It’s a simple rule of probability that if *A* makes *B* more likely, *B* makes *A* more likely. That is, if the conditional probability of *A* given *B* is larger than the probability of *A* alone, the the conditional probability of *B* given *A* is larger than the probability of *B* alone. In symbols,

Prob( *A* | *B* ) > Prob( *A* ) ⇒ Prob( *B* | *A* ) > Prob( *B* ).

The proof is trivial: Apply the definition of conditional probability and observe that if Prob( *A* ∩ *B* ) / Prob( *B* ) > Prob( *A* ), then Prob( *A* ∩ *B* ) / Prob( *A* ) > Prob( *B* ).

Let *A* be the event that someone was born in Arkansas and let *B* be the event that this person has been president of the United States. There are five living current and former US presidents, and one of them, Bill Clinton, was born in Arkansas, a state with about 1% of the US population. Knowing that someone has been president increases your estimation of the probability that this person is from Arkansas. Similarly, knowing that someone is from Arkansas should increase your estimation of the chances that this person has been president.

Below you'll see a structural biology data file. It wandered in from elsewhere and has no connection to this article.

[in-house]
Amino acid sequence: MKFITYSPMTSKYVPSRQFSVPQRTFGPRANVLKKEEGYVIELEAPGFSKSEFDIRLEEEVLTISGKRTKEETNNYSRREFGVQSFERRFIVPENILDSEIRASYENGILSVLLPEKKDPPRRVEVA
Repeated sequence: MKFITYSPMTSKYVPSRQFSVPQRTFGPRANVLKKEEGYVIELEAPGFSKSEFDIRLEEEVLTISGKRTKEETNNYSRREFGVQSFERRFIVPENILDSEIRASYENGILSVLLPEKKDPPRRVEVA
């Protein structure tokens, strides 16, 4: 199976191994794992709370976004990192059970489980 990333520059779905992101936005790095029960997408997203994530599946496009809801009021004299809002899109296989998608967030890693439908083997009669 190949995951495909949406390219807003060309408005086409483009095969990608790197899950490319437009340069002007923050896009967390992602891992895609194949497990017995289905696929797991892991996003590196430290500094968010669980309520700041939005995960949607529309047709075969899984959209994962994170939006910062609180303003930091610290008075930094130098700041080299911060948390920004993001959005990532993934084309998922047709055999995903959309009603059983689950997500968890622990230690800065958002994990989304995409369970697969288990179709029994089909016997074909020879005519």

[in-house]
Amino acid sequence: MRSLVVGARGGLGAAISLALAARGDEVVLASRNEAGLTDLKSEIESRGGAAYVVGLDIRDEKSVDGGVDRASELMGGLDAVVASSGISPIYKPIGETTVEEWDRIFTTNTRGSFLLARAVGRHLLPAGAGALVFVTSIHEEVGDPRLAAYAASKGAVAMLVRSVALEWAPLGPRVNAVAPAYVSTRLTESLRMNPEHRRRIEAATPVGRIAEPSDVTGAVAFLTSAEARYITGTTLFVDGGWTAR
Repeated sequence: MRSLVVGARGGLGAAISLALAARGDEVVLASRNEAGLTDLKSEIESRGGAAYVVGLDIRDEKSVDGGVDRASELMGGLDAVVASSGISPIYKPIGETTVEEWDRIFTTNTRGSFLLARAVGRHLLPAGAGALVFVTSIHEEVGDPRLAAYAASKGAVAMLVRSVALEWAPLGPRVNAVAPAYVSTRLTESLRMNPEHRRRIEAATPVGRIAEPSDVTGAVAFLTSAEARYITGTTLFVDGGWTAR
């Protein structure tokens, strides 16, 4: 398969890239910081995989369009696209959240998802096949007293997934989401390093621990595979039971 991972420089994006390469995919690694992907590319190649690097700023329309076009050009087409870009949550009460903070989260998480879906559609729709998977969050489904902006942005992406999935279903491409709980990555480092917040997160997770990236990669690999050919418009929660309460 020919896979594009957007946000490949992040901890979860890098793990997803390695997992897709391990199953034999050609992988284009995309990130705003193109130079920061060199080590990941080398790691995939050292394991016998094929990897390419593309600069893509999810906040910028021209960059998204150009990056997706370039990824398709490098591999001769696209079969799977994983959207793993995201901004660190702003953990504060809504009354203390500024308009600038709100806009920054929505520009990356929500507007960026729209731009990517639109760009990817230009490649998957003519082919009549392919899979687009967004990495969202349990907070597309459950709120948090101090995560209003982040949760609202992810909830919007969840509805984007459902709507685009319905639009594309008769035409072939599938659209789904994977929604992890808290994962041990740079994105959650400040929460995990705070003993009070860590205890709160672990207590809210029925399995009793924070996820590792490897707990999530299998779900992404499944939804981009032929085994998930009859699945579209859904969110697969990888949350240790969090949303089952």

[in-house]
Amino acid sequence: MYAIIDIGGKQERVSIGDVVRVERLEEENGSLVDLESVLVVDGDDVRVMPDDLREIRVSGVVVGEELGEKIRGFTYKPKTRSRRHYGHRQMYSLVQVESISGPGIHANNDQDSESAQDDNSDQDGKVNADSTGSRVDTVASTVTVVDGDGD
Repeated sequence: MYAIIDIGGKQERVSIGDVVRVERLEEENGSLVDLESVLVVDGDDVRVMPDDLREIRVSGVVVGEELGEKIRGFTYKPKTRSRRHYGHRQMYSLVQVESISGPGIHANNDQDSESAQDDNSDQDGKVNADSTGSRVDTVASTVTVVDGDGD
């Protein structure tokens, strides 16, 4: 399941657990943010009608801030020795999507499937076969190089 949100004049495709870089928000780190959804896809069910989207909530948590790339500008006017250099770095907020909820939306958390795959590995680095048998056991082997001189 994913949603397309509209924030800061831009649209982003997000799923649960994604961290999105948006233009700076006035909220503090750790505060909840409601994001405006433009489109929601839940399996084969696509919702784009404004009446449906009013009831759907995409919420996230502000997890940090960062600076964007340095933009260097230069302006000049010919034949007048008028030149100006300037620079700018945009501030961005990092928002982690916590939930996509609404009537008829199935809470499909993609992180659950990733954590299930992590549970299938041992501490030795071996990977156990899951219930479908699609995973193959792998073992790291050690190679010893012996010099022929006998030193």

The chances that an American selected at random has been president are very small, but as small as this probability is, it goes up if you know the person is from Arkansas. In fact, it goes up by the same proportion as the opposite probability. Knowing that someone has been president increases their probability of being from Arkansas by a factor of 20, so knowing that someone is from Arkansas increases the probability that they have been president by a factor of 20 as well. This is because

Prob( *A* | *B* ) / Prob( *A* ) = Prob( *B* | *A* ) / Prob( *B* ).

This isn’t controversial when we’re talking about presidents and where they were born. But it becomes more controversial when we apply the same reasoning, for example, to deciding who should be screened at airports.

When I jokingly said that being an Emacs user makes you a better programmer, it appears a few Vim users got upset. Whether they were serious or not, it does seem that they thought “Hey, what does that say about me? I use Vim. Does that mean I’m a bad programmer?”

Assume for the sake of argument that Emacs users are better programmers, i.e.

Prob( good programmer | Emacs user ) > Prob( good programmer ).

We’re not assuming that Emacs users are necessarily better programmers, only that a larger proportion of Emacs users are good programmers. And we’re not saying anything about causality, only probability.